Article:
Allergic To Polish

All-Star Brawl CatDog
An on-the-nose example of a "hybrid fighter."

To its credit, the skeleton of a worthwhile light-hearted fighter is there. That's what makes it so tough to spell out so many issues. The one aspect where it’s overflowing is in surplus annoyances.

The first glut of problems stems back to production values.  Brawl may be 2021's exemplar of how valuable visuals and soundscapes can be for this sub-genre.  Although I'm not as much of a heckler against the decent backdrops, transplanting the modern-era Nickelodeon aesthetic doesn't go well with most characters.  It's one of the most aesthetically bland options at their disposal.  Also, who thought it was a good idea to launch this game without any voice acting?  Every fighter's entrance into the arena is preamble with a terse quip and nothing else.  Even the soundtrack is incredibly basic.  There's a level of... flavorlessness permeating everything seen and heard.

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The general lack of expected features also causes me to question if it's even finished.  One of the most prominent examples is the lack of any alternate character outfits or color swaps.  The only way to differentiate your brawler in mirror matches is a colored outline and username.  That's an insane expectation during hectic bouts.  This is compounded by general sound simplicity, making it tougher to aurally gauge stuns or delineate between different types of successful hits.  Though less important to me, the lack of dense stats (whether for online or local) is another weird gameplay cut for launch.

Beyond the slim options, online is frustrating to grade.  On the one hand, it and Guilty Gear -Strive- are among the few 2021-released fighters to have rollback netcode; on the other hand, it's tougher to appreciate that when it's haphazardly implemented and I’d often be removed from a session anyways.  It was a coin toss – a literal 50/50 chance – whether I'd actually join an online match or get booted back to the home screen.  The most succinct summation of Brawl's netcode would be this tautology: "it works when it works."  When I see a ping status hovering around or below 50ms it ran as smooth as butter; conversely, the occasional higher-ping fights or one notorious map where framerate takes a nosedive were terrible experiences.  If you’re still interested in trying this out, develop a routine like praying to Allfather before trying online matches.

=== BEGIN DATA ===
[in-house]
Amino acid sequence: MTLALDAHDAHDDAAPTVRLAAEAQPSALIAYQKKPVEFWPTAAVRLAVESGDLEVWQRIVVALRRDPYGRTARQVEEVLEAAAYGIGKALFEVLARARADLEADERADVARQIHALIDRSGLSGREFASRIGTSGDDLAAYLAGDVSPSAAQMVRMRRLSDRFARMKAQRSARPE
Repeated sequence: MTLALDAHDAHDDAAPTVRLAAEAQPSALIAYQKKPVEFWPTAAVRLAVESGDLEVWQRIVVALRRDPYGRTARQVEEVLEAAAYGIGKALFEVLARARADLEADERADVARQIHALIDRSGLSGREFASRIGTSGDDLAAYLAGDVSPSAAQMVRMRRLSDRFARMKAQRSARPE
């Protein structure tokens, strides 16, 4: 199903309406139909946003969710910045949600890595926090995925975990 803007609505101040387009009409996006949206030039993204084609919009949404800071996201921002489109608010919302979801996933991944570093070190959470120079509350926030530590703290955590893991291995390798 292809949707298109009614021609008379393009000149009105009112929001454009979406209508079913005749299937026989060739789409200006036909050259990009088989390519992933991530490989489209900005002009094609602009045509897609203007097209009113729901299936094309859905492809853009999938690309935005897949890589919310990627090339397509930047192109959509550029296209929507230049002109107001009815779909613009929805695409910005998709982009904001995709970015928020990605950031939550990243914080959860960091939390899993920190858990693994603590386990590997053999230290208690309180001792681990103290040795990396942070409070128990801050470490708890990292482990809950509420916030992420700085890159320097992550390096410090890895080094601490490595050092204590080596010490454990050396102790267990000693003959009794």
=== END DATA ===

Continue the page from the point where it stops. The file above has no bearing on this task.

KO'd By The Asking Price

All-Star Brawl Platform
Would a real Ninja Turtle throw a perfectly good pizza?

No matter how much I appreciate those previously-stated positives, the retailed $50 price is exorbitant with this many concerns.  Even gameplay annoyances like wonky hitboxes for some fighters and annoying bugs are exacerbated by its limited content.  It's one thing for a middle-market game with a content roadmap to be lean at launch; it's something else entirely when said title is so far removed from the word "polished" as well.  It's through these considerations that I'm so torn on what still feels like a labor of love.

Nickelodeon All-Star Brawl might be 2021's most kneecapped game.  An odd Kid's Choice Award to hand out, but it captures the essence of an otherwise sincere effort being damaged by slimy timeline & pricing expectations.  It's an over-priced game that was unfit to launch like this while also having a solid foundation to build upon.  Its current state leaves me in two disparate states of mind: one emphasizing the silly fun these teams successfully crafted and the other reeling over such a messy launch.  For now?  Block your wallet until you find a better opening.

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TechRaptor reviewed Nickelodeon All-Star Brawl on Xbox Series X with a copy purchased by the reviewer. It is also available on PlayStation 4, PlayStation 5, Xbox One, Nintendo Switch, and PC.

Review Summary

Review Summary

5.0
All-Star Brawl deserves a Kid’s Choice Award for Most Kneecapped Game of 2021: a nuanced platform fighting foundation so damaged by slimy timeline & pricing expectations.

Pros

  • A Nuanced, Fun Gameplay Foundation
  • Successfully Taps Into Nick Fans' Nostalgia
  • Rollback Netcode Is Nice...

Cons

  • ...When It Works Or I'm Not Auto-Kicked From Game
  • Lack Of Polish
  • Some Incredibly Wonky Character Imbalances
  • Overinflated Price Point
Lee Suited Up
Author: Lee Mehr | Staff Writer
Contractor by trade and writer by hobby, my obnoxious criticisms have found a way to be featured across several gaming sites. Initially, that began by spreading various user reviews across enthusiast… Read More
More Info About This Game

In This Article

Developer
Ludosity
Publisher
GameMill Entertainment
Platforms
Nintendo Switch, PC, PlayStation 4, PlayStation 5, Xbox One, Xbox Series X|S
Release Date
October 05,2021
Genre
Fighting